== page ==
Barrick’s Proposed Framework for Its Tanzania Issues



Tanzanian mineral ore ban

The Tanzanian government banned mineral concentrate exports from the country in March 2017. It believed it wasn’t getting a fair share of profits from mining in the country. The government also accused mining companies—including Acacia—of under-invoicing their sales. Acacia is Barrick Gold’s (ABX) 63.9% owned subsidiary. Acacia’s operations impacted by the ban contribute ~6% to Barrick’s gold production guidance for 2017. In all, Acacia accounts for ~10% of Barrick’s total production.

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Proposed framework

This issue has been an overhang on Barrick’s shares for the last few months. On October 19, Barrick announced that the company and the Government of Tanzania have agreed on a framework for a new partnership between Acacia and the government. This partnership includes sharing economic benefits generated by Acacia on a 50/50 basis going forward. The government’s share of benefits would be delivered in the form of royalties, taxes, and a 16% free carry interest in Tanzanian operations. The proposed framework also entails a payment of $300 million by Acacia toward the resolution of outstanding tax disputes.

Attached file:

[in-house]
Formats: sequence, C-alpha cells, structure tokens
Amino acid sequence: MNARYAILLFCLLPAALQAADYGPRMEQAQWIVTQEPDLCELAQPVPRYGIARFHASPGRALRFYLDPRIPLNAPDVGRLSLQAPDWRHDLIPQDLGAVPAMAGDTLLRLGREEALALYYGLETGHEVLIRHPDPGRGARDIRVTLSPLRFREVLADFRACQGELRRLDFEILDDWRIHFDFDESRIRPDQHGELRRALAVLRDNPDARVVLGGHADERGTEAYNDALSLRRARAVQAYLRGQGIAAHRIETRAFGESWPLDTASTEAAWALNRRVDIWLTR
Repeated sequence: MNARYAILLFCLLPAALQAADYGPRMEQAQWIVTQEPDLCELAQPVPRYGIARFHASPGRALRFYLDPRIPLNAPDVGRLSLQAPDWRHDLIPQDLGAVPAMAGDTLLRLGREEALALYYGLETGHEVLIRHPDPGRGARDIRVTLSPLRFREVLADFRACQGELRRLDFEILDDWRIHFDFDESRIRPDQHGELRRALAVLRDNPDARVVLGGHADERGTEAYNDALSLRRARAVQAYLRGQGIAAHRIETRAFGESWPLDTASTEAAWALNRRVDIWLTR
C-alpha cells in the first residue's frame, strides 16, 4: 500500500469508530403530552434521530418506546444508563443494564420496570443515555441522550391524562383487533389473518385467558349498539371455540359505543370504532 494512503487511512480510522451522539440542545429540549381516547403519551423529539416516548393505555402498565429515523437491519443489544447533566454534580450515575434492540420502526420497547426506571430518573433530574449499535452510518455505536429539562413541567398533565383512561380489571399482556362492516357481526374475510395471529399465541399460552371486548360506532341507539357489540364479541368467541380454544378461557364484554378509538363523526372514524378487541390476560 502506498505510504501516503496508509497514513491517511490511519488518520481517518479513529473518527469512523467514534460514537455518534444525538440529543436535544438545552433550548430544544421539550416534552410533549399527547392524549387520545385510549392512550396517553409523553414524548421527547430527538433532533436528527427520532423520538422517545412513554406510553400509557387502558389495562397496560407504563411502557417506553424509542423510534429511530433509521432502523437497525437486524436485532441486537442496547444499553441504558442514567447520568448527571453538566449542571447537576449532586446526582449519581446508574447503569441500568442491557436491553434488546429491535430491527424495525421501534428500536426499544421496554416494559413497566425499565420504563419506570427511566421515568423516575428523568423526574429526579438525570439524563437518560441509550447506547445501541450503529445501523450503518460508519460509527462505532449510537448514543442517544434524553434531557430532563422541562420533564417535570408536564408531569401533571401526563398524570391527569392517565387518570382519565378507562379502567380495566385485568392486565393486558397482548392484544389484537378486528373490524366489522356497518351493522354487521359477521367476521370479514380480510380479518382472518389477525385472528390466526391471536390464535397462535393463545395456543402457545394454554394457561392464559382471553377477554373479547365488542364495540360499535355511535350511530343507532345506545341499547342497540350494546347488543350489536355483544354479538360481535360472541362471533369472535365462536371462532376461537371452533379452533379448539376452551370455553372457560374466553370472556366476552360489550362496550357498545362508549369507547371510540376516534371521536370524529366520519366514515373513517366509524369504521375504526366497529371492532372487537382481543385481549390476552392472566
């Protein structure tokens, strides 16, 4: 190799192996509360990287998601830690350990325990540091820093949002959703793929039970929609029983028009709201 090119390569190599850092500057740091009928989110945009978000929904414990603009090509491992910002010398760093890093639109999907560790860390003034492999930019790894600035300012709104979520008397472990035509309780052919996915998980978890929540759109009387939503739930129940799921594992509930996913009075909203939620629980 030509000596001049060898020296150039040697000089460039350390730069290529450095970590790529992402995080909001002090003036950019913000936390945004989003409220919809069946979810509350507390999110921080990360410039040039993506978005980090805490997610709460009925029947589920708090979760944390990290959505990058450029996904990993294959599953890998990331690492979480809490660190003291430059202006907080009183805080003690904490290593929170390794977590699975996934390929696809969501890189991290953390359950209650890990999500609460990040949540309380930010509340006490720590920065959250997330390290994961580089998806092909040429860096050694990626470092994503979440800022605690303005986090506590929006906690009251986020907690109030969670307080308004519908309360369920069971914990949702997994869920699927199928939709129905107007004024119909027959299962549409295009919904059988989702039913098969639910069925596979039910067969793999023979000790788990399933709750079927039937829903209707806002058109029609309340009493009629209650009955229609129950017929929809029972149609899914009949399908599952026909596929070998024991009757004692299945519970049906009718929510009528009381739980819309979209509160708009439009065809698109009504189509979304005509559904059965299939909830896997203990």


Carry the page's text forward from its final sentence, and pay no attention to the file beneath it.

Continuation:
Investors’ viewpoint

While the proposed framework should work toward ending the months-long stand-off between Acacia and the Tanzanian government, not many mining investors are happy about the framework. They argue that handing over 50% of the economic benefits and 16% stakes in each of its three mines in Tanzania to the government would set an expensive precedent for governments around the world. As reported by Seeking Alpha, an analyst at Gabelli Gold Fund says, “The 50 per cent is not a good precedent by any means for a very risky business.”

Resource nationalism has become an issue in many countries lately. While Barrick has found a solution to the current problem, similar issues have stalled many projects. That’s the main reason why gold companies (GDX)(GDXJ) are trying to acquire projects in geographically stable jurisdictions. Newmont Mining (NEM) and Goldcorp (GG) have exposure to relatively stable jurisdictions. Kinross Gold (KGC) is trying to improve its geographical profile by adding reserves in Americas.


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